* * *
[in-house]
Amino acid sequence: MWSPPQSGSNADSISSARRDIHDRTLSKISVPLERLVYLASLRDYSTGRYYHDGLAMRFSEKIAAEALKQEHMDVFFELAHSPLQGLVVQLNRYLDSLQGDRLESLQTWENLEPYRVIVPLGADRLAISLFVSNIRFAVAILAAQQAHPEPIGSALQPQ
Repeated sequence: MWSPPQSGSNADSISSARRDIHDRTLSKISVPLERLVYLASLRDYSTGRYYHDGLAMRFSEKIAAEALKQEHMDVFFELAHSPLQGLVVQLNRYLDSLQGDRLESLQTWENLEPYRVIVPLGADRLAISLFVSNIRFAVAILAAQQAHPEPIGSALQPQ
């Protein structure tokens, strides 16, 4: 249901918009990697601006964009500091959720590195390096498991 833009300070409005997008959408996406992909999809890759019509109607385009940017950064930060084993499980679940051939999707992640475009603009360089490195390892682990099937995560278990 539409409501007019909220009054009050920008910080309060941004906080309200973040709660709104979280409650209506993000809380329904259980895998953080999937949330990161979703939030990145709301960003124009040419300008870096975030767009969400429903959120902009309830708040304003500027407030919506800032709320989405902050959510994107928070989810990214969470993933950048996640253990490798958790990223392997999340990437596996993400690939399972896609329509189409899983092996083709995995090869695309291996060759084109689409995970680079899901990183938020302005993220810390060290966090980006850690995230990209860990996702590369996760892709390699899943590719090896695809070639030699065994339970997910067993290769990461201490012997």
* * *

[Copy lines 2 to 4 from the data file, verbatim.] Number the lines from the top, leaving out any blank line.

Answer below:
Amino acid sequence: MWSPPQSGSNADSISSARRDIHDRTLSKISVPLERLVYLASLRDYSTGRYYHDGLAMRFSEKIAAEALKQEHMDVFFELAHSPLQGLVVQLNRYLDSLQGDRLESLQTWENLEPYRVIVPLGADRLAISLFVSNIRFAVAILAAQQAHPEPIGSALQPQ
Repeated sequence: MWSPPQSGSNADSISSARRDIHDRTLSKISVPLERLVYLASLRDYSTGRYYHDGLAMRFSEKIAAEALKQEHMDVFFELAHSPLQGLVVQLNRYLDSLQGDRLESLQTWENLEPYRVIVPLGADRLAISLFVSNIRFAVAILAAQQAHPEPIGSALQPQ
């Protein structure tokens, strides 16, 4: 249901918009990697601006964009500091959720590195390096498991 833009300070409005997008959408996406992909999809890759019509109607385009940017950064930060084993499980679940051939999707992640475009603009360089490195390892682990099937995560278990 539409409501007019909220009054009050920008910080309060941004906080309200973040709660709104979280409650209506993000809380329904259980895998953080999937949330990161979703939030990145709301960003124009040419300008870096975030767009969400429903959120902009309830708040304003500027407030919506800032709320989405902050959510994107928070989810990214969470993933950048996640253990490798958790990223392997999340990437596996993400690939399972896609329509189409899983092996083709995995090869695309291996060759084109689409995970680079899901990183938020302005993220810390060290966090980006850690995230990209860990996702590369996760892709390699899943590719090896695809070639030699065994339970997910067993290769990461201490012997």